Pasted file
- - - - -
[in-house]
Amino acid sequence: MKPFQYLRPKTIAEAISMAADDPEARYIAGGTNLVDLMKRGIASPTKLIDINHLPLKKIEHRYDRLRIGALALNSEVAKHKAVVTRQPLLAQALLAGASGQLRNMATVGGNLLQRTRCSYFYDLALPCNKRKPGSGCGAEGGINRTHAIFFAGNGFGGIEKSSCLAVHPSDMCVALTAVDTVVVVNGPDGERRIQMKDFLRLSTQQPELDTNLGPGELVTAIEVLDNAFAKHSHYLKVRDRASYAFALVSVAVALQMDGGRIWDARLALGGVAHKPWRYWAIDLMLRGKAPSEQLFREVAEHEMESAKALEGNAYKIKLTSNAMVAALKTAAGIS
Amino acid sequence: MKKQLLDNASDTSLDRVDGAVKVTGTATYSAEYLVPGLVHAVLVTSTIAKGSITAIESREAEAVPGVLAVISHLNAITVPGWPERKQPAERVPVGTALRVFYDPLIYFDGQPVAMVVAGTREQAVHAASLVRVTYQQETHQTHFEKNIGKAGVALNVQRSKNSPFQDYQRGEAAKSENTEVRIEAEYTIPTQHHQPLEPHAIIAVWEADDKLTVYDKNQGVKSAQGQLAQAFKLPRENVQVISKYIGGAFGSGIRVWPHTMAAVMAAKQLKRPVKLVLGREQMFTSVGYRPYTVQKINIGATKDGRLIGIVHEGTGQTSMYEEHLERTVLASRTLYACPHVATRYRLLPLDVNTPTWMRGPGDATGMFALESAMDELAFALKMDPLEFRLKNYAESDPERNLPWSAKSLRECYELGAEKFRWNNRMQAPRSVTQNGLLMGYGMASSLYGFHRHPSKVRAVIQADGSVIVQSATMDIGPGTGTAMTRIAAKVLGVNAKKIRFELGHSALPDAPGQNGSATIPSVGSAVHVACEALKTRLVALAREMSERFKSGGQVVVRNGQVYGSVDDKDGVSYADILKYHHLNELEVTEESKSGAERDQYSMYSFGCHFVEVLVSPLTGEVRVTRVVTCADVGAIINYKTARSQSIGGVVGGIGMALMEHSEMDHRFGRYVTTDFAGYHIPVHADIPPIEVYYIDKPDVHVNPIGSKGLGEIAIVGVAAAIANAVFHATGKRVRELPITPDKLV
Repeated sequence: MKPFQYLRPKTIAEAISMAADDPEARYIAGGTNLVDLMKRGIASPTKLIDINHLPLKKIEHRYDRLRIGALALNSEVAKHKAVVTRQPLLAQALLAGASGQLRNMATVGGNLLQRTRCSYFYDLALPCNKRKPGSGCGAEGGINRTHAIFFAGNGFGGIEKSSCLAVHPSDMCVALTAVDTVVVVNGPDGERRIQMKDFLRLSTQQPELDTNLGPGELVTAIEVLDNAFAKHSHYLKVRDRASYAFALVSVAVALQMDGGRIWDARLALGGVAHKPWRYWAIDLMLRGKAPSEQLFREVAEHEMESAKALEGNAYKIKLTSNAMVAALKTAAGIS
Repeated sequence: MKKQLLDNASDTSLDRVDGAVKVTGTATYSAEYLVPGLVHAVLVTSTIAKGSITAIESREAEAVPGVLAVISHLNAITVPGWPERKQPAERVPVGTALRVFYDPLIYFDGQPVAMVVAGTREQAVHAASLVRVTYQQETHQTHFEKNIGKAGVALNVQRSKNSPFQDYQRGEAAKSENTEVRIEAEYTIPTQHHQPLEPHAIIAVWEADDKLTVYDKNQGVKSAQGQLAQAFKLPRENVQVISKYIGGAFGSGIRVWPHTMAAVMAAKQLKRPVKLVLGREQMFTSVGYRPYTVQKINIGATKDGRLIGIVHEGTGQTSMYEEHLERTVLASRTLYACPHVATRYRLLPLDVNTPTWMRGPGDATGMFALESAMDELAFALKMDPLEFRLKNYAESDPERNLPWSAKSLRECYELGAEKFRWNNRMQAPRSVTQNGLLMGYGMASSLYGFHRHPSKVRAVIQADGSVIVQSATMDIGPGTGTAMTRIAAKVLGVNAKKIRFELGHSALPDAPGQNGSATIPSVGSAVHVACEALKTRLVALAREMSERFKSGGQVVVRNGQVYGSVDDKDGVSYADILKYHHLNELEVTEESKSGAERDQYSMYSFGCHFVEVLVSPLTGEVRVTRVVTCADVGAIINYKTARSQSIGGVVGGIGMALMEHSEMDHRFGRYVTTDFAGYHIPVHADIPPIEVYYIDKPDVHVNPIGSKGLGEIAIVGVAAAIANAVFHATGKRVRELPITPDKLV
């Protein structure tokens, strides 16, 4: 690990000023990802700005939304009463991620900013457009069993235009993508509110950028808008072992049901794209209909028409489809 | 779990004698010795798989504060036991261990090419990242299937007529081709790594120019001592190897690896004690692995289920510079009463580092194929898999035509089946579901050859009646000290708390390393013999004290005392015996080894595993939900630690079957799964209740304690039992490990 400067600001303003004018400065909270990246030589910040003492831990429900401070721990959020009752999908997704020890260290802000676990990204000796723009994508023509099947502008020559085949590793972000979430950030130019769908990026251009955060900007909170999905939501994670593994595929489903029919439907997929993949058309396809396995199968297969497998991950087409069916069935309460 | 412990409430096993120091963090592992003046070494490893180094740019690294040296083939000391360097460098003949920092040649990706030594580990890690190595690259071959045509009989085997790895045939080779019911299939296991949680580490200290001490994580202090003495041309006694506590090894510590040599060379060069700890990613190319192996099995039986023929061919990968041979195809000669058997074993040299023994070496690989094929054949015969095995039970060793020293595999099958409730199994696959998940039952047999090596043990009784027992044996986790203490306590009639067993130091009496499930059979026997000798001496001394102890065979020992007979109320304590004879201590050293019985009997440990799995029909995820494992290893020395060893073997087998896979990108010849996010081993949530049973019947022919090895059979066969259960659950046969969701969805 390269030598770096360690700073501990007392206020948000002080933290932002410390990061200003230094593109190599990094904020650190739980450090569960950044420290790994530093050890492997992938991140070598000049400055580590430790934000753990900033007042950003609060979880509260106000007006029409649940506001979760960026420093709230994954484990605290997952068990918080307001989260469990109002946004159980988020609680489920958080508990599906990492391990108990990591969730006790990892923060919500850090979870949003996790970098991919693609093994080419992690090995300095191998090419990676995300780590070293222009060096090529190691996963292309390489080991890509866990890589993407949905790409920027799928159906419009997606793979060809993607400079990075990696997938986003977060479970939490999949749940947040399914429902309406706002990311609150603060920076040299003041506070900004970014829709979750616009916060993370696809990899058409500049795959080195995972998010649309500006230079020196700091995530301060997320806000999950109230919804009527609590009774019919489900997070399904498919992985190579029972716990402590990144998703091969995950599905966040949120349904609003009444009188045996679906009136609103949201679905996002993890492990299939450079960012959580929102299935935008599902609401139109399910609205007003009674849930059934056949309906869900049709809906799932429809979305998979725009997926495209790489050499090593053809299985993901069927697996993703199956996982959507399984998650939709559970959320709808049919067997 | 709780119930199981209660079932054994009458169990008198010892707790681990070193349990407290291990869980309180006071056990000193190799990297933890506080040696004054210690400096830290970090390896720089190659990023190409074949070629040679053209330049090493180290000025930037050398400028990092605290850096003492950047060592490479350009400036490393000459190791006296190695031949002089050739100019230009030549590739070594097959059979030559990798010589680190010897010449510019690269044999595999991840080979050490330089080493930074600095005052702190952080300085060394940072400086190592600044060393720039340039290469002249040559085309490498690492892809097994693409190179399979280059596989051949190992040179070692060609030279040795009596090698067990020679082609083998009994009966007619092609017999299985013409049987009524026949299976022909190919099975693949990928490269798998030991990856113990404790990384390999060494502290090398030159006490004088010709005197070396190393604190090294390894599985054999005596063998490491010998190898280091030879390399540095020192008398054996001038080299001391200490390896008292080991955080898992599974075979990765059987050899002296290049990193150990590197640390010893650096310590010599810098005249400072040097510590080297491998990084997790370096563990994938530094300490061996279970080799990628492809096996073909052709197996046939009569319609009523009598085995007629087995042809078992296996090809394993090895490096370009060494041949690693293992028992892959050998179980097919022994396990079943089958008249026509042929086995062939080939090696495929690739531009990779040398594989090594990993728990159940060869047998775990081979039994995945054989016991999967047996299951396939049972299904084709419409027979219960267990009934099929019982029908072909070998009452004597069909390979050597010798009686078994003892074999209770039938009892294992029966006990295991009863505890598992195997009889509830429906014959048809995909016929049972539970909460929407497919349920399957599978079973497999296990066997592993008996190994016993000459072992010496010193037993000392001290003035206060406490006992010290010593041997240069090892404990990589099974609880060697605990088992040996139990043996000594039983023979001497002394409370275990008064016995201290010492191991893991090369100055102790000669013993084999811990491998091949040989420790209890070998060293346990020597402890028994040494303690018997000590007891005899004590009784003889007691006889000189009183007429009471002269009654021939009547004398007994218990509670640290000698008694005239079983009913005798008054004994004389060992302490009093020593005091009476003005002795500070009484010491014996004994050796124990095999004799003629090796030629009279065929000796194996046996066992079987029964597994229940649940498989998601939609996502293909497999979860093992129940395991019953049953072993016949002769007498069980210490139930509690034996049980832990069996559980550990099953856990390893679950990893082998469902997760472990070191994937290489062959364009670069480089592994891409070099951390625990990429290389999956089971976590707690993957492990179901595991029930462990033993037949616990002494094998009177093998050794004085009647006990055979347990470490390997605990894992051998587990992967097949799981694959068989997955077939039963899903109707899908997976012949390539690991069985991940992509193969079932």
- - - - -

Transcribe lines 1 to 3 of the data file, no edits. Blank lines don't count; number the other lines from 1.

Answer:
[in-house]
Amino acid sequence: MKPFQYLRPKTIAEAISMAADDPEARYIAGGTNLVDLMKRGIASPTKLIDINHLPLKKIEHRYDRLRIGALALNSEVAKHKAVVTRQPLLAQALLAGASGQLRNMATVGGNLLQRTRCSYFYDLALPCNKRKPGSGCGAEGGINRTHAIFFAGNGFGGIEKSSCLAVHPSDMCVALTAVDTVVVVNGPDGERRIQMKDFLRLSTQQPELDTNLGPGELVTAIEVLDNAFAKHSHYLKVRDRASYAFALVSVAVALQMDGGRIWDARLALGGVAHKPWRYWAIDLMLRGKAPSEQLFREVAEHEMESAKALEGNAYKIKLTSNAMVAALKTAAGIS
Amino acid sequence: MKKQLLDNASDTSLDRVDGAVKVTGTATYSAEYLVPGLVHAVLVTSTIAKGSITAIESREAEAVPGVLAVISHLNAITVPGWPERKQPAERVPVGTALRVFYDPLIYFDGQPVAMVVAGTREQAVHAASLVRVTYQQETHQTHFEKNIGKAGVALNVQRSKNSPFQDYQRGEAAKSENTEVRIEAEYTIPTQHHQPLEPHAIIAVWEADDKLTVYDKNQGVKSAQGQLAQAFKLPRENVQVISKYIGGAFGSGIRVWPHTMAAVMAAKQLKRPVKLVLGREQMFTSVGYRPYTVQKINIGATKDGRLIGIVHEGTGQTSMYEEHLERTVLASRTLYACPHVATRYRLLPLDVNTPTWMRGPGDATGMFALESAMDELAFALKMDPLEFRLKNYAESDPERNLPWSAKSLRECYELGAEKFRWNNRMQAPRSVTQNGLLMGYGMASSLYGFHRHPSKVRAVIQADGSVIVQSATMDIGPGTGTAMTRIAAKVLGVNAKKIRFELGHSALPDAPGQNGSATIPSVGSAVHVACEALKTRLVALAREMSERFKSGGQVVVRNGQVYGSVDDKDGVSYADILKYHHLNELEVTEESKSGAERDQYSMYSFGCHFVEVLVSPLTGEVRVTRVVTCADVGAIINYKTARSQSIGGVVGGIGMALMEHSEMDHRFGRYVTTDFAGYHIPVHADIPPIEVYYIDKPDVHVNPIGSKGLGEIAIVGVAAAIANAVFHATGKRVRELPITPDKLV